Thanks Popmuzic, that's perfectly put. I finally did make some headway with my I'm moving on from grief and working towards gratitude speech, and now she can get through a conversation without bringing it up, but, she finds something else to be really sorry about, like I am sooooo sorry your knee hurts, or I am sooooo sorry you're sick, or a sympathy laden "how's it going with x, y or z?", so that basically even though she's not using the words about my husband, she is making it really clear that I am someone to be really sorry for. The last time I saw her she asked me, "Do you do anything for yourself?" as if I should, as if I didn't. It's been 2 years. I've moved into just turning down every invitation she sends my way and she's not taking the hint. I imagine in her mind that she thinks I am withdrawing from people now and that this is a sign that I am doing even worse than before, so she keeps coming at me. One or two more attempts from her and I am just going to have to lay it on the line, that I understand she's trying to be a nice person, but that I don't want a relationship based on somebody feeling sorry for me, and that maybe after some time has passed we could try to be friends on a more equal level. I'll say maybe to spare her feelings because I know she has good intentions or at least that she thinks she does, but really, I just want to put it behind me.
Also, it is terrible that your husband's friend gets mad when you date. Shes named you a widow in her mind and that's where she wants you to stay for whatever reason. Who knows why. I do see a lot of similarities the way she is treating you.
I think moving to gratitude just comes with time, Mary. I don't think you really "move on" from grief. Now, I look back on my life and see the profound affect Lupe had on my life. All for the better. I'm kind of at this stage now where I'm thinking "what do I want to do with the rest of my life." I'm retiring from a 30 year career in August and I'm still relatively young. Overall I'm pretty optimistic I will figure it out.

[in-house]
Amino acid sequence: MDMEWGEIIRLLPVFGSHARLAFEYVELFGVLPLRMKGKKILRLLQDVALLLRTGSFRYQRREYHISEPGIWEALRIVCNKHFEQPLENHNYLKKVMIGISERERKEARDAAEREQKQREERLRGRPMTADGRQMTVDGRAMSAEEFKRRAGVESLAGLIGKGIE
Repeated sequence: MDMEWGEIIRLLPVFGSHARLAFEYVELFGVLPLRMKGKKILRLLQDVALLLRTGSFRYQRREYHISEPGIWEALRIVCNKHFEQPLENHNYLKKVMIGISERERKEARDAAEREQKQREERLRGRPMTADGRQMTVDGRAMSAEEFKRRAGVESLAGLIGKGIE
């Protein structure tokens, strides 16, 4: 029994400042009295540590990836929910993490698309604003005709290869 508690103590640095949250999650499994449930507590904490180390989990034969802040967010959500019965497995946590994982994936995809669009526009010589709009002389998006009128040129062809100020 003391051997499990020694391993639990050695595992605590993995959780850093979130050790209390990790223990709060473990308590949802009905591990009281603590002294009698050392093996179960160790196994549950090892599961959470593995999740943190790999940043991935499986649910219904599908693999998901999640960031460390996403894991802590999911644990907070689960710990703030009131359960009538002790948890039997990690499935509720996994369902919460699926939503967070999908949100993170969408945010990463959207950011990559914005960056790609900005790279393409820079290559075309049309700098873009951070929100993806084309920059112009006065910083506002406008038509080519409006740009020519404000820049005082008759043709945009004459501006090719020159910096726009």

Thank you for your post; I try to understand your position, but don’t claim to be able to, really, because all our journeys are different.
However, your post has helped me to understand the behaviour of one of “our” old friends/ex-colleagues; she has always been a worrier and, if she didn’t have anything of her own to worry about, she would borrow other people’s concerns. As for suggestions to help with her “worries”, she’s always been a “Yes, but . . .” person.
Now, just over two months since MyLovely died, I realise that she is not in contact as often as she was because, I think, she obviously can’t cast me in the role of suffering bereaved widow (though that’s what I am, of course). She would prefer me to be weak and wobbly – and I am, sometimes and if I am, I don’t answer the phone; if I answer the phone, I’m functioning. Your post has helped me understand better how she needs me to be; not that I’m going to play her game but I understand the possible reasons she’s in contact less often.
You are so, so early on catapan, that everyone in your life ought to be expressing the utmost sympathy to you, but it's true, so many people disappear, and there can be so many reasons. My husbands family evaporated on me, and I suspect it is because they were afraid I would look to them for financial support. They did have a history of supporting financially strapped female relatives, and I guess they looked at me at my 3 children and just said "no." I didn't need their financial support, but what I did need I didn't get, which was for them to care about my children, and to make them feel like they still had a family as I had lost mine earlier. I'll always look at them with disbelief as they mourn the son they love and leave the children he loved floating in the wind with no attachments beyond me and what I can form for them. I am so disappointed, but I have been widowed 2 years and I have learned that some people will disappoint you by how caring they aren't and other people will surprise you with how caring they are, and what you learn about who the people around you really are is basically what will form the foundation of your new life. I am sorry for you. It hurts me so much to hear the pain in the newly widowed, what a hard road you have ahead.
This woman, she was one of those who was really, really there for me, which is why it was so complicated to disentangle myself when she wanted me to stay in the highest pitch of my grief. Yes, all of our stories are different, but the one thing which is true for almost all of us, I think, is that we change. We change and sometimes those around us have difficulty knowing how to deal with us.
I wonder if your friend was just stuck in the role that she thought was best. Some people read advice on how to be a friend to a grieving friend and they follow their script and cannot veer from it or grow normally in the relationship. For her, you each had roles and she was playing hers to perfection each time, while you were growing out of that need and into a new stage.